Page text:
The world through the eyes of a child

Violence. Hunger. Lack of education. Abuse.

Children are the most vulnerable to the consequences of global poverty -- but often, they don't have a platform by which to voice how these issues affect them.

When children do speak out, they often aren't taken seriously. Sometimes, they're dismissed by the adults who are charged with caring for them.

To address this problem, World Vision created a child journalist summit in India to give children the opportunity to have their voices heard.

Read more on the World Vision Blog about:

    Educate a girl, change the world

    “What we are learning around the world is that if women are healthy and educated, their families will flourish. If women are free from violence, their families will flourish. If women have a chance to work and earn as full and equal partners in society, their families will flourish. And when families flourish, communities and nations do as well.”

    —Hillary Rodham Clinton, September 1995, remarks for the United Nations Fourth World Conference on Women

    *     *     *

    Read more on the World Vision Blog about:

      The fight to end child trafficking continues

      One year ago, the Trafficking Victims Protection Act -- the centerpiece of U.S. policies against modern-day slavery around the world -- expired because Congress failed to reauthorize it in time. Since then, concerned citizens and groups who work to protect children have advocated for the reauthorization bill to be passed.

      Read more on the World Vision Blog about:

        This campaign, why isn’t poverty an issue?

        As the general election rapidly approaches, Rich Stearns, president of World Vision U.S., poses a challenge to both presidential candidates: Make the poor a priority.

        *     *     *

        This year, amid the presidential campaigns, we've heard a lot about the middle class. We’re told that such-and-such a policy was designed to appeal to middle-class voters. Another policy will strengthen the middle class.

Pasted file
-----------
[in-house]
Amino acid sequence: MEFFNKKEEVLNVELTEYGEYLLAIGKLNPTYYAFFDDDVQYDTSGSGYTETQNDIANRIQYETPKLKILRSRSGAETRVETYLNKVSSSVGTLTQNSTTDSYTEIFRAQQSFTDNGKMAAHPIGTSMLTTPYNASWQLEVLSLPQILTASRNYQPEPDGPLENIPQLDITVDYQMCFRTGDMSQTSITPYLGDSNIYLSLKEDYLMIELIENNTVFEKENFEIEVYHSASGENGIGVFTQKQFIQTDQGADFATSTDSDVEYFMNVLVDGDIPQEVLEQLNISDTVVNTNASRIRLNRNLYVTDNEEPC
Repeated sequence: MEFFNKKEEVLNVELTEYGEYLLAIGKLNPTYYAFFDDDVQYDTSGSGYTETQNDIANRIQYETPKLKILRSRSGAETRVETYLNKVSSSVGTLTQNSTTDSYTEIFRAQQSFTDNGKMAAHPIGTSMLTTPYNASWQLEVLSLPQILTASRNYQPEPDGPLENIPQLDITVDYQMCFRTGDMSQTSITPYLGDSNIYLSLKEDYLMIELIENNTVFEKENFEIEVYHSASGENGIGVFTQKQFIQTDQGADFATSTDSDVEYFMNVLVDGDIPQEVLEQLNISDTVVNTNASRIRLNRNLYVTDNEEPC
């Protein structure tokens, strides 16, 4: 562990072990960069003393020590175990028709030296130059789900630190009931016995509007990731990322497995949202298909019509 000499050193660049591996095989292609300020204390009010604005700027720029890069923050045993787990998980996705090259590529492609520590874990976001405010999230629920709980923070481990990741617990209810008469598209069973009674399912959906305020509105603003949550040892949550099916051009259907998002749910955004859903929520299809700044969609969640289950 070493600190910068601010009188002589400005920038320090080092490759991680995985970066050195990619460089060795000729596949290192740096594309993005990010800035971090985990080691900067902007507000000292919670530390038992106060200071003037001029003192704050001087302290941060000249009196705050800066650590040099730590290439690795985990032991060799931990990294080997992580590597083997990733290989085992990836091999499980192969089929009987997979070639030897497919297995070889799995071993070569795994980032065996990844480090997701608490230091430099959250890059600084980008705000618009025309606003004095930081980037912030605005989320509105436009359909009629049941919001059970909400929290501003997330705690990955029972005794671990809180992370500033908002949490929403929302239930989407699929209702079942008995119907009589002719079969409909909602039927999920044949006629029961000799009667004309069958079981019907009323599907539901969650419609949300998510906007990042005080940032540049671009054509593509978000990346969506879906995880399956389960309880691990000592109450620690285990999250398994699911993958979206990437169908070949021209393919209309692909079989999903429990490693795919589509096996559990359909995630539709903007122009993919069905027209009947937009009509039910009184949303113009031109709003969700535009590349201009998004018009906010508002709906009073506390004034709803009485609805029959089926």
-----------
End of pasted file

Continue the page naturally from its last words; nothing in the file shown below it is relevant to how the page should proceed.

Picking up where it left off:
Read more on the World Vision Blog about:

          Let’s show the world our compassion and depth

          One of my favorite bands is Band of Horses. I love all kinds of music and listen to different types, based on the mood I am in at that moment -- but I can always listen to Band of Horses. It’s all about their lyrics, which I find creative and often very thought-provoking.

          “When the law acts as though there is nothing to show
          There is compassion and depth in a neighbor”

          Band of Horses, “Neighbor,” from the album “Infinite Arms,” 2010

          Read more on the World Vision Blog about:

            Now or never: take a stand on human trafficking legislation

            Recently, Jessica Bosquette shared how she saw the Trafficking Victims Protection Act make a difference in the lives of children in the Dominican Republic. She also shared that if Americans failed to tell their senators they want the Trafficking Victims Protection Reauthorization Act to pass, the positive results it has yielded will be gone.

            Read more on the World Vision Blog about:

              Human trafficking: Consequences of congressional inaction

              Upon arriving at the courthouse in Santo Domingo, Dominican Republic, we walked up four flights of stairs and into a sparse, yet lively courtroom.

              We took our seats on the wooden benches and listened as a pastor from a local church translated the defense attorney’s remarks from Spanish into Creole for three young men.

              Read more on the World Vision Blog about:

                Child trafficking: Notes from the front lines

                Read more on the World Vision Blog about:

                  G8 leaders: Take a lesson on heroism from "The Avengers"

                  An evil force was threatening planet Earth. Thousands were dying every day. Millions more were threatened by hunger and starvation. Mothers and children fled the onslaught, but could not escape it.

                  But there was hope. A small group, invested with superhuman abilities, could change everything. If they chose to overcome their personal priorities, this small group could do amazing things. They could save the day.

                  Read more on the World Vision Blog about:

                    A stronger safety net for children

                    From my childhood, I have distinct memories of the hot lunch program at school. In particular, it was a treat to be able to get hot lunch on special days. On St. Patrick’s Day, we had green-colored applesauce and chicken nuggets!

                    Most days, I appreciated the nutritious meals my mom lovingly packed, but sometimes, I would glance longingly from my peanut-butter-and-jelly sandwich (the fourth of the week) to the line of students getting hot lunch.

                    Read more on the World Vision Blog about: